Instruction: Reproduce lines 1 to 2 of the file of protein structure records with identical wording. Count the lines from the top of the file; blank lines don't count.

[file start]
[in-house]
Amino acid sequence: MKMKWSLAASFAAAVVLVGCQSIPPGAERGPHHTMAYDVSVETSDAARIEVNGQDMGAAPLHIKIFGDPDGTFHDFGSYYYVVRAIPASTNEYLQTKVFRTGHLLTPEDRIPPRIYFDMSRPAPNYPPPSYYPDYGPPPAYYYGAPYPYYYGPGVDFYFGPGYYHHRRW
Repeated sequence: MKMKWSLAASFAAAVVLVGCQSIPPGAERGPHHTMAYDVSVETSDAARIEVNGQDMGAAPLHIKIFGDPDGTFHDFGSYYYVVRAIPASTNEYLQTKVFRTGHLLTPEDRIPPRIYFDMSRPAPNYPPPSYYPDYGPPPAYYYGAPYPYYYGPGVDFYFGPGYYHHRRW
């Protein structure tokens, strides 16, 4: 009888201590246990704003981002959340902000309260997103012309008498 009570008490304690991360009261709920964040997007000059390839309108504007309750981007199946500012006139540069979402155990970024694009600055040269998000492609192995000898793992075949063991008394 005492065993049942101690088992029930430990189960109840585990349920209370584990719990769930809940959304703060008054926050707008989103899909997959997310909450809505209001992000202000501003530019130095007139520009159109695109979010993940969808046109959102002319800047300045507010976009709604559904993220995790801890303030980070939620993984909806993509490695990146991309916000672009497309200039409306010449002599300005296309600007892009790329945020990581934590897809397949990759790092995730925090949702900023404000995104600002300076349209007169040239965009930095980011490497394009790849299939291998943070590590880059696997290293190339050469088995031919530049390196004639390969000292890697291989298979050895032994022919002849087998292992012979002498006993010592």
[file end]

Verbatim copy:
[in-house]
Amino acid sequence: MKMKWSLAASFAAAVVLVGCQSIPPGAERGPHHTMAYDVSVETSDAARIEVNGQDMGAAPLHIKIFGDPDGTFHDFGSYYYVVRAIPASTNEYLQTKVFRTGHLLTPEDRIPPRIYFDMSRPAPNYPPPSYYPDYGPPPAYYYGAPYPYYYGPGVDFYFGPGYYHHRRW